Chicago, as much as it is an “easy” course, still as its measure of difficulty: it is so flat that many people fatigue their IT Bands because they don’t get their glutes engaged. Also, the first half is very deceptive: the wind (usually) helps you uptown, the air is cool, you are with many of the other pace groups, and the course is largely shaded. Plus, the crowd is very plentiful as you go through major neighborhoods and the city center. The second half of the course takes you out into some no-man’s land type of situations (there are still people, but far fewer), you get different wind conditions, and you spend much more time in the sun.
“Mount Roosevelt” is literally a cumulative 20 ft vertical climb (if that), right before the end. Engage your glutes and power up that sucker!
Chicago Marathon Crowd Support and Course Aid
Let’s put it this way: 1.7 million spectators and 12, ooo volunteers congregate to cheer you on. Think about that. There is plentiful nutrition, hydration, medical and motivational support throughout the course (there are 20 aid stations in all!). Most of the charity organizations have cheering stations, Nike has 2 official cheering stations…. Chicago takes cheering at sporting events seriously, and this is no exception. Remember, after this, we pretty much go into hibernation! People tailgate the marathon like a football game (and this time, everyone’s a winner!), and this year there were 12,0000 volunteers, many of whom you might know! Thank your volunteers, people!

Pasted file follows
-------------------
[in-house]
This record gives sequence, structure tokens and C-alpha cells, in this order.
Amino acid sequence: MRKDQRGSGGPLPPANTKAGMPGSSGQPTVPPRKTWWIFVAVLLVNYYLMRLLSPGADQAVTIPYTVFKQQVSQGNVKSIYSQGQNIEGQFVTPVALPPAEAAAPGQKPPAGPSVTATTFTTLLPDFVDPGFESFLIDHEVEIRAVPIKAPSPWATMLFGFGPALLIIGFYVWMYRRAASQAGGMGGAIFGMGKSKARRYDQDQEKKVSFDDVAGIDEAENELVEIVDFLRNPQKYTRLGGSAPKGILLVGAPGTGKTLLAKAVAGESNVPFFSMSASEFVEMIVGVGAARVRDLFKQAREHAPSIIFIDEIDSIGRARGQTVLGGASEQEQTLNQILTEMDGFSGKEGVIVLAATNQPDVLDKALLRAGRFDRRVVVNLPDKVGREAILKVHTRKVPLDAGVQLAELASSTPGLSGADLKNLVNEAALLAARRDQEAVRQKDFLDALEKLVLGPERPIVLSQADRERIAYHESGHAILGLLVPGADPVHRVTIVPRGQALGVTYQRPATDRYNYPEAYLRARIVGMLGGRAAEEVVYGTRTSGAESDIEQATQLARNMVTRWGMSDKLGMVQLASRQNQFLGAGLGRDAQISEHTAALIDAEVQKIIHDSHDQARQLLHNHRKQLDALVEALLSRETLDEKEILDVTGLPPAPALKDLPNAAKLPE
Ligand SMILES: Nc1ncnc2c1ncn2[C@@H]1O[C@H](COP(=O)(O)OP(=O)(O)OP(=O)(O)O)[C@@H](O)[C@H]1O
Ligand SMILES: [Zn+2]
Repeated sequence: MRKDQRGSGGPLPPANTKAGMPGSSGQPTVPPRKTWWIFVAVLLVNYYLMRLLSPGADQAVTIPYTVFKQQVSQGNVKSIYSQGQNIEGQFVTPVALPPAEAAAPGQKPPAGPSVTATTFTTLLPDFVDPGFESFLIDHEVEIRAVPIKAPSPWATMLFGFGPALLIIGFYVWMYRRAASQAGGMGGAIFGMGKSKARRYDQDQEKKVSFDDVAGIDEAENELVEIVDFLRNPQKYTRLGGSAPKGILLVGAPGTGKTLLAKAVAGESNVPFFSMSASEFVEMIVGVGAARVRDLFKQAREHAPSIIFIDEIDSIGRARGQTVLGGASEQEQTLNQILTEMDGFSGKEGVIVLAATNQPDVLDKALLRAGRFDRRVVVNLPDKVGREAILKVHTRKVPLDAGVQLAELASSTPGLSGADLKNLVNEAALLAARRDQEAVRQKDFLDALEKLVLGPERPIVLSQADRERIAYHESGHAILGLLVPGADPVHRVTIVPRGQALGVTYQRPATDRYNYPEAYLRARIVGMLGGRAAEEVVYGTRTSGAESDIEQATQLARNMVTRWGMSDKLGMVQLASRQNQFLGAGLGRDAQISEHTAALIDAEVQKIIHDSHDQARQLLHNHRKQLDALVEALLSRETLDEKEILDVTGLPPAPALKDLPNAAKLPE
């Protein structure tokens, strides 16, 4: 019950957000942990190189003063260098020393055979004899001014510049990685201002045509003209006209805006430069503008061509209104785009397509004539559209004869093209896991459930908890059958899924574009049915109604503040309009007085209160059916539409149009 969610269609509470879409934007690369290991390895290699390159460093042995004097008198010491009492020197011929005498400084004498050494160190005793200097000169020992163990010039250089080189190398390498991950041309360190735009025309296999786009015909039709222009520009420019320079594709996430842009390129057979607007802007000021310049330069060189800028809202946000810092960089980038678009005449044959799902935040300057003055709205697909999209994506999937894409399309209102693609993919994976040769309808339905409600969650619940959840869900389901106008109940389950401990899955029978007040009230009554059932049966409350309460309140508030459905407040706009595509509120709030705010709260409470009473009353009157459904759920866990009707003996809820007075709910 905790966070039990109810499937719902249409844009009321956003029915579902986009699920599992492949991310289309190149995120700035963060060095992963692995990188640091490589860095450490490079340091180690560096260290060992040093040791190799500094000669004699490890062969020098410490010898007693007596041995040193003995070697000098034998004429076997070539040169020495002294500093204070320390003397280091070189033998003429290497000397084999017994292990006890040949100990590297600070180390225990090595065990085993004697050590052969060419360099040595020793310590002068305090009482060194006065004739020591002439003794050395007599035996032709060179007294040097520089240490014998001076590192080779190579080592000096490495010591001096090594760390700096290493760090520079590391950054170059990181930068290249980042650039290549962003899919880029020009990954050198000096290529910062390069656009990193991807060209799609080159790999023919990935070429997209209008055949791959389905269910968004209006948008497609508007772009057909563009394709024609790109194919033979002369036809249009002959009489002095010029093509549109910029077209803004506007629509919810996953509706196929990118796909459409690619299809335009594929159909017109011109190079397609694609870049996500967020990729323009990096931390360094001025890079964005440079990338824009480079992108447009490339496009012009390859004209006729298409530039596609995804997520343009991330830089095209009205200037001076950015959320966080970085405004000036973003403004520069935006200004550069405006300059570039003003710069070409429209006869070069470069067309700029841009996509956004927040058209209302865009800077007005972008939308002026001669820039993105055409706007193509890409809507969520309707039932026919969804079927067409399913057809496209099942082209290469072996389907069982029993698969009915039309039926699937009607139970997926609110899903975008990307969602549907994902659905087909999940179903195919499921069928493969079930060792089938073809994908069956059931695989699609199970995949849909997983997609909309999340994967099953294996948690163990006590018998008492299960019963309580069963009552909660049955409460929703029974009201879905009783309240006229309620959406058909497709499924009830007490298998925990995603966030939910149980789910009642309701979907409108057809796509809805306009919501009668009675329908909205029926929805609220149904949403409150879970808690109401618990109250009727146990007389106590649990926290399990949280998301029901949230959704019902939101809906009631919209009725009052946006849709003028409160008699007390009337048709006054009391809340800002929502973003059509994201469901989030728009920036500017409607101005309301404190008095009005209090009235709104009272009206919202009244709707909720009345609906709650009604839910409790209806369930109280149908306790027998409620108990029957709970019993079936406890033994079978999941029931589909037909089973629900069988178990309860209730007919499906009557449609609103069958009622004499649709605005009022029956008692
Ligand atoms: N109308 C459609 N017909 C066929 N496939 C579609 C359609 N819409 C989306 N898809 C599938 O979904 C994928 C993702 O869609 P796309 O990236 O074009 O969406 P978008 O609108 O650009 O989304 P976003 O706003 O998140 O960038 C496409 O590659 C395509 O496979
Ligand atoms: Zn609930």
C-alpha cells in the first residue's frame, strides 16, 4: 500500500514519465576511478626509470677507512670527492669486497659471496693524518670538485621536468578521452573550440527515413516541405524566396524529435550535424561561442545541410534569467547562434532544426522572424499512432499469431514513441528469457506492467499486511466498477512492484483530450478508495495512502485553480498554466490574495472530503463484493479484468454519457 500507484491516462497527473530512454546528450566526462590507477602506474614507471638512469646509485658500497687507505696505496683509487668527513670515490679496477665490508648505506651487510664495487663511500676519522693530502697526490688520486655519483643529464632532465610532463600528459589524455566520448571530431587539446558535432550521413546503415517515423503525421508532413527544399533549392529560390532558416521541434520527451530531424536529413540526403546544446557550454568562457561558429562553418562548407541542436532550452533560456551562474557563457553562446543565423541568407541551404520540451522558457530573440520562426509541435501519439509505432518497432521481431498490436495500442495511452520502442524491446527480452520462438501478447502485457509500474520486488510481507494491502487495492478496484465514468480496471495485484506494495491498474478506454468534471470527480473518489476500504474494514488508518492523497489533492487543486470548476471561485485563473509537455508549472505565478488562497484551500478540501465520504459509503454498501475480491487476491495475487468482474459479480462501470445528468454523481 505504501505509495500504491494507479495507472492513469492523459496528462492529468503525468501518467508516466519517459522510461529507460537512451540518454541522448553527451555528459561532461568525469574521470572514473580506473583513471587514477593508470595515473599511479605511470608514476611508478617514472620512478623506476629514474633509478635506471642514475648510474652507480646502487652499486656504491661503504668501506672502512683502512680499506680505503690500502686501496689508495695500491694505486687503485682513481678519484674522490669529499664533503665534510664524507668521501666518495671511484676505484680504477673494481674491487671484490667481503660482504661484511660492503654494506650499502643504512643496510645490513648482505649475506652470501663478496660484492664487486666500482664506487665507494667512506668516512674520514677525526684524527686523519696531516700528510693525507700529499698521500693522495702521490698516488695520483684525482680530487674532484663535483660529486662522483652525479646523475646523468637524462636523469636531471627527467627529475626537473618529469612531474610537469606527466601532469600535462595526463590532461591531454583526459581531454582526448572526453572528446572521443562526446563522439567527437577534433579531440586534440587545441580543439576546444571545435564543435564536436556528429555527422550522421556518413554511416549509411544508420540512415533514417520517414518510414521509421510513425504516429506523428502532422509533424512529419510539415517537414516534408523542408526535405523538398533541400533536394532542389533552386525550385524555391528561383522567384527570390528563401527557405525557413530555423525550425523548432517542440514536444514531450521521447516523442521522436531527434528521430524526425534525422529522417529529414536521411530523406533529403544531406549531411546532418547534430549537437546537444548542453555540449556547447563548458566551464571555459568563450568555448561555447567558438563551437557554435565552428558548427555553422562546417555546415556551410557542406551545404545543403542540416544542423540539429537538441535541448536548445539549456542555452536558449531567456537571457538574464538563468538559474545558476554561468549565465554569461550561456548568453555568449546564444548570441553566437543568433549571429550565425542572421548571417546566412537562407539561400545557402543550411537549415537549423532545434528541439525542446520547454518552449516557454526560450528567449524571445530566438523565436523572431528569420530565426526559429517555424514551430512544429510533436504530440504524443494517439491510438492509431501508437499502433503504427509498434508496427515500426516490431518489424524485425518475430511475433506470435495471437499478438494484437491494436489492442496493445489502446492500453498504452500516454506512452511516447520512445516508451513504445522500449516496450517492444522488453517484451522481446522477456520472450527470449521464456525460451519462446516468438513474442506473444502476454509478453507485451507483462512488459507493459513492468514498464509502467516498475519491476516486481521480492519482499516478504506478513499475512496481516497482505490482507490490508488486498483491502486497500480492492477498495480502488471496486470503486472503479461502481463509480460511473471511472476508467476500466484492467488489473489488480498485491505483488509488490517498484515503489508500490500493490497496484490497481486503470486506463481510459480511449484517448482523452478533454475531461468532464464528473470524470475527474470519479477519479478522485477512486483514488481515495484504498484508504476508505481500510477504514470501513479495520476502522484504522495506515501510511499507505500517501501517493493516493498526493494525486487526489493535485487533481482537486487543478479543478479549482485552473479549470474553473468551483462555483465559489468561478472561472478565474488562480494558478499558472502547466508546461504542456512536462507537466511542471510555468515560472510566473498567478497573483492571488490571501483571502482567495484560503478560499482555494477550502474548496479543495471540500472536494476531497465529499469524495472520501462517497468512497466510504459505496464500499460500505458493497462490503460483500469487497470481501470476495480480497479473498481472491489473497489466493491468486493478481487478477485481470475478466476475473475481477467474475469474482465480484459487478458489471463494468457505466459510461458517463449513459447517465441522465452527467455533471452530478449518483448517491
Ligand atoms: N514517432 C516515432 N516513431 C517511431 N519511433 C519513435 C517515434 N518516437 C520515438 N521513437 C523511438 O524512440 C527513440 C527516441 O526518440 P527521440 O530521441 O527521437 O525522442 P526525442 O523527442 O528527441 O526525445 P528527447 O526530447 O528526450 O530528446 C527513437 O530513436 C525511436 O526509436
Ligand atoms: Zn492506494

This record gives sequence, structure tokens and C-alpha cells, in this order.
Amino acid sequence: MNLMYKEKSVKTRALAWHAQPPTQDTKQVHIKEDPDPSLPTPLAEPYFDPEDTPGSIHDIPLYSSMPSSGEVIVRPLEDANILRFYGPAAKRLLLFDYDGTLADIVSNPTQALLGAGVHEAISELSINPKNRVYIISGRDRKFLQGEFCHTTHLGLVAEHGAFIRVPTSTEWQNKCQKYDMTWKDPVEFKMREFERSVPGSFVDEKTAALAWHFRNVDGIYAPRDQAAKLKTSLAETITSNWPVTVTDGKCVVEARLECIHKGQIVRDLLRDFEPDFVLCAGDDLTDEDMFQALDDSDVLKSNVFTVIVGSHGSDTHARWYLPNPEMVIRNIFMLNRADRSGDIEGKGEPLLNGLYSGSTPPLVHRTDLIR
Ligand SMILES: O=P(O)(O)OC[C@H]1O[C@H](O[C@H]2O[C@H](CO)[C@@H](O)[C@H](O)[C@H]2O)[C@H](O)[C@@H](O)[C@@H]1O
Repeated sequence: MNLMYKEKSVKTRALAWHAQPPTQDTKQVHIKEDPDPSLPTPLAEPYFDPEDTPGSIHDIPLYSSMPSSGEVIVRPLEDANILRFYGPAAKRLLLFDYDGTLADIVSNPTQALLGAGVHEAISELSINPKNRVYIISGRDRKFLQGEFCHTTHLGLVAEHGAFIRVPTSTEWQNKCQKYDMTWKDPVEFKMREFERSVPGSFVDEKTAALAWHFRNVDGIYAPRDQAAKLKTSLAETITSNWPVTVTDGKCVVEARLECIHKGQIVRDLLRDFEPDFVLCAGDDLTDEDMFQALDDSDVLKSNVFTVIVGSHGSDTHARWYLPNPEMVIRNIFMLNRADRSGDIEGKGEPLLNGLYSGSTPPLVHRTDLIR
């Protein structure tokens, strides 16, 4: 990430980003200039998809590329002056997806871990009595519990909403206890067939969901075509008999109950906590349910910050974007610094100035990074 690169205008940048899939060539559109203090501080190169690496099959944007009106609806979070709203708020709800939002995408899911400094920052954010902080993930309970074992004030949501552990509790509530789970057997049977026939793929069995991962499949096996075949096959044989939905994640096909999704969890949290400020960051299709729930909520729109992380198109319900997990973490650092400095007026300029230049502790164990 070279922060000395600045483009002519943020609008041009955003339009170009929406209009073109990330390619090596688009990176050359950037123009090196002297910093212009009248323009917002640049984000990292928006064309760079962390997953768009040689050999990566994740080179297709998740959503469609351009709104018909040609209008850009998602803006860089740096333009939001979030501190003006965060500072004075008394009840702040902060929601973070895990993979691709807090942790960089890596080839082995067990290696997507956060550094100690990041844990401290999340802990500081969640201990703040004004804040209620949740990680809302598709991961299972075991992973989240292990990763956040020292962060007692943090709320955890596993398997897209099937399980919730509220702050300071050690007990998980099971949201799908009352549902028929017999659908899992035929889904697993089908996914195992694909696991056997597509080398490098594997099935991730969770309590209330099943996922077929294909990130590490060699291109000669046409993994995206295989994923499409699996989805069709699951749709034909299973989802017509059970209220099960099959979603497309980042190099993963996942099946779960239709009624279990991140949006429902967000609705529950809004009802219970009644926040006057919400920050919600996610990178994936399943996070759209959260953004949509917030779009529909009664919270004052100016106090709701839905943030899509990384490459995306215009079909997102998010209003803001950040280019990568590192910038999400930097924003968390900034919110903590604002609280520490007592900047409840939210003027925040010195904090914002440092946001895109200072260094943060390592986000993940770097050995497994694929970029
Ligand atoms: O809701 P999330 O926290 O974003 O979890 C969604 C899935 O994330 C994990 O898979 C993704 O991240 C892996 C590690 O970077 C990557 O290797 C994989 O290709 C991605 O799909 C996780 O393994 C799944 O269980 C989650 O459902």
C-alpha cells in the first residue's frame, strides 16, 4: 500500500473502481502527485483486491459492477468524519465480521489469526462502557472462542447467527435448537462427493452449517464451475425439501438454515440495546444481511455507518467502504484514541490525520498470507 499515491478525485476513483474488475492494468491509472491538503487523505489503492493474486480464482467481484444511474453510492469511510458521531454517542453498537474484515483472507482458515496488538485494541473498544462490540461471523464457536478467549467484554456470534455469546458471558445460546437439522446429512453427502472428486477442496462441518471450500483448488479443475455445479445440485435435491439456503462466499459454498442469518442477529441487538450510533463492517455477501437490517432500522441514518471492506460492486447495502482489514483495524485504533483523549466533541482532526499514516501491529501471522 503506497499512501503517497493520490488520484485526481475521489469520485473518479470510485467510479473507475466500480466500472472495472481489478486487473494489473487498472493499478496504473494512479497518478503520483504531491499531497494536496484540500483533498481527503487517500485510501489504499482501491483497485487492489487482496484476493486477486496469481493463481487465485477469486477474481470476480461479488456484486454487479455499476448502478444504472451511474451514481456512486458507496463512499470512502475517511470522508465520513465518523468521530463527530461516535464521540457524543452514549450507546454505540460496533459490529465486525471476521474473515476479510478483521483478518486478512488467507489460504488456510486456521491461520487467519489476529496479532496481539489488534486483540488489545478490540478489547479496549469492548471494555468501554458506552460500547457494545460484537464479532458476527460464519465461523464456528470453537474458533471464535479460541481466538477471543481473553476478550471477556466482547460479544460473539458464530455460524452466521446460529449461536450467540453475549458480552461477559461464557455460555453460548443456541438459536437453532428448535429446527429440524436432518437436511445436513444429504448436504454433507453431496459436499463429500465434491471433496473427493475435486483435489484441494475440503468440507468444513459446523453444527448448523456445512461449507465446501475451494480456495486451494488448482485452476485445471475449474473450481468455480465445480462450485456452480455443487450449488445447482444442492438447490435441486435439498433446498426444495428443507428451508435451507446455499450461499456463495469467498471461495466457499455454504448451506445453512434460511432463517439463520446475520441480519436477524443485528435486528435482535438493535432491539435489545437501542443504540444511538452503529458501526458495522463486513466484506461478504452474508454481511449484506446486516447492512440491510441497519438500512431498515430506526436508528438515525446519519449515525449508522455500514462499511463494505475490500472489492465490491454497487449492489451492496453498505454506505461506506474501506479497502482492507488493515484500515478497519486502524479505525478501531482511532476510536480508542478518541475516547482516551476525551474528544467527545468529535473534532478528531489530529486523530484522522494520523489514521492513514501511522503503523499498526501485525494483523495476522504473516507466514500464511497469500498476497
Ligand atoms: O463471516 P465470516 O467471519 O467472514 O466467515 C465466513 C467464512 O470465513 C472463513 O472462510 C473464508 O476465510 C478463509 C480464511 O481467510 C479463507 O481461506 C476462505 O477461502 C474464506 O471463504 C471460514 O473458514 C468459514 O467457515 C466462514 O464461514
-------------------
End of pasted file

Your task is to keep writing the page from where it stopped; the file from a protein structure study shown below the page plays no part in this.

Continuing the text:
Headphones are optional. There is music, cheering, clappers, whatnot just about everywhere! Welcome to Chicago. We like to PARTY. There is music throughout and after finding my friend (see my recap), even after we split I never got out my headphones.
Chicago Marathon Post Race Party aka 27th Mile
It is by no means like the New York marathon, where you have to walk for miles, but it is not an immediate dump into the rest of the world. There is a decent walk after you go under the finisher’s arch and get your medal (!), but you get tons of food and a beer (age permitting), there are medical tents, and ultimately you empty out into the general admission area, where your family is. There you can meet up with people, enjoy more beer, buy more things, or simply sit on the ground and recuperate. Since I had my VIP options (sooooooo important, I am), I headed to those parties. I had planned on going to the Nike Club of Zoom, but Chicago Endurance Sport’s Race Day resort (which I talked about yesterday) was much closer and homegirl needed food and a massage ASAP.